Subclinical atrial fibrillation

Atrial fibrillation may be asymptomatic and therefore subclinical.

Utilizing screening electrocardiograms many patients receive a diagnosis of atrial fibrillation that had not been previously known.

May be asymptomatic and therefore subclinical.

Subclinical atrial fibrillation describes AF that is asymptomatic or that produces short-lasting, non-specific symptoms/findings that is not readily diagnosed by standard clinical testing, but is diagnosed only with the use of long-term continuous cardiac rhythm monitoring or an implanted, cardiac pacemaker or defibrillator.

Subclinical atrial fibrillation is reported to be present in more than 1/3 of all the patients with hypertension, who had received a pacemaker, and was associated with an increased risk of ischemic stroke with systemic embolism by a factor of 2.5.

Among patients with subclinical atrial fibrillation, anticoagulant therapy results in a lower risk of stroke, or systemic embolism than aspirin, but a higher risk of major bleeding (ARTESIA Investigators).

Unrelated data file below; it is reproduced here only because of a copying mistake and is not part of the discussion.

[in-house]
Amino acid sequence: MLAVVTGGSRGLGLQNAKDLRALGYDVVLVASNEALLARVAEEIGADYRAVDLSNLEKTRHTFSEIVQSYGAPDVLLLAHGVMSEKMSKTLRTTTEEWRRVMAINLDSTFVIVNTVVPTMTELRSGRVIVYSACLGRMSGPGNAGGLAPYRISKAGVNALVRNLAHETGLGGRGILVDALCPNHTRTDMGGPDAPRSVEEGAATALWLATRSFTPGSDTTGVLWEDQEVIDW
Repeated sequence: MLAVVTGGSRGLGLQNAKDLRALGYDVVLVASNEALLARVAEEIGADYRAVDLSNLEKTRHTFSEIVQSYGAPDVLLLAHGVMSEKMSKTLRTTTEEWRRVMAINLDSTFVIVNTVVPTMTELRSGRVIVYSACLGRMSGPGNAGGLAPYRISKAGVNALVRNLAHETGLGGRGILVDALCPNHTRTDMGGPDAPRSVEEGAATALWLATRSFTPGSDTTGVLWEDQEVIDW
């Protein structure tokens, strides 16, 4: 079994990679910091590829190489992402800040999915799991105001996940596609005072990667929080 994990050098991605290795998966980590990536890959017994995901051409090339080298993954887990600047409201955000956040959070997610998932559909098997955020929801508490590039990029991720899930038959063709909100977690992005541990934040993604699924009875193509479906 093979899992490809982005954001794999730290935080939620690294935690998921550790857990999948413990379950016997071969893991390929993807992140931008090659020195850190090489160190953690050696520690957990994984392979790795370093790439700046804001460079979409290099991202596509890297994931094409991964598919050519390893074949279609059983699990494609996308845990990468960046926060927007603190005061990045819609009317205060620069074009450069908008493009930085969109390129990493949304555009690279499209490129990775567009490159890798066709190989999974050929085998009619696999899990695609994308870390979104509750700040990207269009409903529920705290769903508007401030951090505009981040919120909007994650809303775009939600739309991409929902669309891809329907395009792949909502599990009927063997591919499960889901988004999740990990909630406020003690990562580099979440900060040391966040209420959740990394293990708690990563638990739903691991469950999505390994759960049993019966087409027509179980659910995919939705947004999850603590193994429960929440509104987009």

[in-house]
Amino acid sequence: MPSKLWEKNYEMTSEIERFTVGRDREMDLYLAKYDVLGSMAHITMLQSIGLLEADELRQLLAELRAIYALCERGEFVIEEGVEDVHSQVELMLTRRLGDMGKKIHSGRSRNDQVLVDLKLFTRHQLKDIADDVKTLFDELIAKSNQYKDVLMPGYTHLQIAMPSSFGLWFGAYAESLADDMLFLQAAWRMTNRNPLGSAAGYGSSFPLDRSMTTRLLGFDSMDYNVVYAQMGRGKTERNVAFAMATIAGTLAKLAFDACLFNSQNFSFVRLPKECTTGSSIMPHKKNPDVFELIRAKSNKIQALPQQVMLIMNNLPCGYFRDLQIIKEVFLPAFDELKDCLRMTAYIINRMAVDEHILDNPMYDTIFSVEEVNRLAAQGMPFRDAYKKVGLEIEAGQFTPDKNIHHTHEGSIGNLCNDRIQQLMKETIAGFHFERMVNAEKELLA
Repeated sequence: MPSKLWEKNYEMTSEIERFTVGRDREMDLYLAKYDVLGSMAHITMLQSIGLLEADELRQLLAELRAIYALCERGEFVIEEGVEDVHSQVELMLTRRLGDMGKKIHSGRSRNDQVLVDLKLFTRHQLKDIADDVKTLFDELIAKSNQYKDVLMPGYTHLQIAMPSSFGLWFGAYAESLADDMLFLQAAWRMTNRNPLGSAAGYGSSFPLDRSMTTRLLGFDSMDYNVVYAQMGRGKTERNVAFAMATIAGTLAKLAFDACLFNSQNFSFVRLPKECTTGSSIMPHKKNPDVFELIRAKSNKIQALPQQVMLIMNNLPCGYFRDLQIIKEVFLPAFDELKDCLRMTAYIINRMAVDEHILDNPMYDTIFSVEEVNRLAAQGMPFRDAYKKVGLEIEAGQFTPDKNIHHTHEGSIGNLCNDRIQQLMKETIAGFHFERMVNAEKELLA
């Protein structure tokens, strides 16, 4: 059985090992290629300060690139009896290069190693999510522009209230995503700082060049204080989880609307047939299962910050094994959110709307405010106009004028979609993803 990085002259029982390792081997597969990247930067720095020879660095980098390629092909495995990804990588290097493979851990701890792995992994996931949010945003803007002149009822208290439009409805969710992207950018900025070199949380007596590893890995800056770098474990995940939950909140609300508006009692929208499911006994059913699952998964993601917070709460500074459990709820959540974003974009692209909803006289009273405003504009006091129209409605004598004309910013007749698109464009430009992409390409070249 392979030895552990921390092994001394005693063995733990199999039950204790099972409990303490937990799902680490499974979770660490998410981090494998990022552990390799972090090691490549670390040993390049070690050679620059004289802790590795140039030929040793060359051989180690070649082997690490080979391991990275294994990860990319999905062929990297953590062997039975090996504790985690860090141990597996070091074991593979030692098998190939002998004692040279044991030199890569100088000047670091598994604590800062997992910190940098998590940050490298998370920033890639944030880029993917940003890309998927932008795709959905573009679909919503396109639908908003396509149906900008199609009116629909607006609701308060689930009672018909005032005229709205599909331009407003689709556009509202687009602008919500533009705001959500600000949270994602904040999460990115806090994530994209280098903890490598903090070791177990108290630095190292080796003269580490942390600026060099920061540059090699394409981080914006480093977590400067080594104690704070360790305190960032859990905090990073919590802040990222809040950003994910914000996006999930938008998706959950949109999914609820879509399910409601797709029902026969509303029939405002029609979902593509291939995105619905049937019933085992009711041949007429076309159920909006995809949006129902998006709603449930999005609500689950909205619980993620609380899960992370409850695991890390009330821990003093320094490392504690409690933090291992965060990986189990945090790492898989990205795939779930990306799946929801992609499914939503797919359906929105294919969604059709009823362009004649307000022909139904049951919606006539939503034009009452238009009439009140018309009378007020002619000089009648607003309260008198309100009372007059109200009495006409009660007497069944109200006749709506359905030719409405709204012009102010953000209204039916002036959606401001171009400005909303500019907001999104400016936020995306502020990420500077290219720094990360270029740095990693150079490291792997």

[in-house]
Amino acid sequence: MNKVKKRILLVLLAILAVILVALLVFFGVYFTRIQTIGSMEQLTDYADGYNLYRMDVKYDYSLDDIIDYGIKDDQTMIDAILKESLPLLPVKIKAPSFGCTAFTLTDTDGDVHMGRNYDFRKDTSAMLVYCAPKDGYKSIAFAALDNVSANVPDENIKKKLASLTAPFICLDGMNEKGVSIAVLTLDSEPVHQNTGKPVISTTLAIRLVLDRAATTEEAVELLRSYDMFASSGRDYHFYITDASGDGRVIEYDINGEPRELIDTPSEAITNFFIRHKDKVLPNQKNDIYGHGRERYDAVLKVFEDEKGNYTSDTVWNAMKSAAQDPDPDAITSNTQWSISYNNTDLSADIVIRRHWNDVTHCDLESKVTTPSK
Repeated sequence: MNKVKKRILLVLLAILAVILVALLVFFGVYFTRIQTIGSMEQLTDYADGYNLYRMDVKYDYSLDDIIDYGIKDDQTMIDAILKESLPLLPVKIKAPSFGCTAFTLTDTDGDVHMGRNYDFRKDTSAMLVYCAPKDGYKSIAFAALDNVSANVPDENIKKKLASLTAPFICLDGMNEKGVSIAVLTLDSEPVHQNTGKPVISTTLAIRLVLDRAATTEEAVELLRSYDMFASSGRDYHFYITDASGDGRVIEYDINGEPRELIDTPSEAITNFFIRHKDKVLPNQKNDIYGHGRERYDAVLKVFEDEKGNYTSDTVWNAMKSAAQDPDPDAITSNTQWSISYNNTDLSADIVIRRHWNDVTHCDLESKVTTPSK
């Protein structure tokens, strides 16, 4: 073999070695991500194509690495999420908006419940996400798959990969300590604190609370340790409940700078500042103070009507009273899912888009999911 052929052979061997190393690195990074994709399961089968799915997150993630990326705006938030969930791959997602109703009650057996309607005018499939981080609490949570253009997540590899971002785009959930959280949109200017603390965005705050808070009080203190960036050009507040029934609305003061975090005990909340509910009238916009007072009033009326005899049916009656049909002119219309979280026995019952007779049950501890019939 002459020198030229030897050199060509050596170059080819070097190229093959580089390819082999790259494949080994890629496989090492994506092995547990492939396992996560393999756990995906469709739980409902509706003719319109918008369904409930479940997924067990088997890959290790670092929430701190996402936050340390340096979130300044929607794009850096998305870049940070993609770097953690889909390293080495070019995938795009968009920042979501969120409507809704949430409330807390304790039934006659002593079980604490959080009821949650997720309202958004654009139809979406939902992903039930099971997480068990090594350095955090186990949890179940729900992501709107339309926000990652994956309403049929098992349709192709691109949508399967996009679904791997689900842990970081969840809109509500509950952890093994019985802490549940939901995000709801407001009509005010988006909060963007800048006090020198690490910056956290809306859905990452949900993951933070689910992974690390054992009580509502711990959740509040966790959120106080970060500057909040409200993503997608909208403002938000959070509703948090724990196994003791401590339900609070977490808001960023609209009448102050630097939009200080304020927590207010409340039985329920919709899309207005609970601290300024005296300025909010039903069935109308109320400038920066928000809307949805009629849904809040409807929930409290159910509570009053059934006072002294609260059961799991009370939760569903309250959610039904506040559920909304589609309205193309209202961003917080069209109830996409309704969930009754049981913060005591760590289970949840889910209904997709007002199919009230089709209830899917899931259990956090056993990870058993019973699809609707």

Approximately 25% of patients with ischemic strokes, no etiology is identified, and therefore subclinical atrial fibrillation is often suspected be the cause.

The prevalence of subclinical AF is unknown.

Screening for atrial fibrillation following an ischemic stroke identifies 4.4 cases of atrial fibrillation for every one hundred patients monitored.

Subclinical episodes of rapid atrial rate are detected in many patients with pacemakers and implantable cardioverter-defibrillators, and the detection of such episodes correlates well with electrocardiograph documentation of atrial fibrillation.

The rate of stroke is high in patients who have a pacemaker, with stroke occurring in 5.8% of patients within four years of implantation (Healey JS et al).

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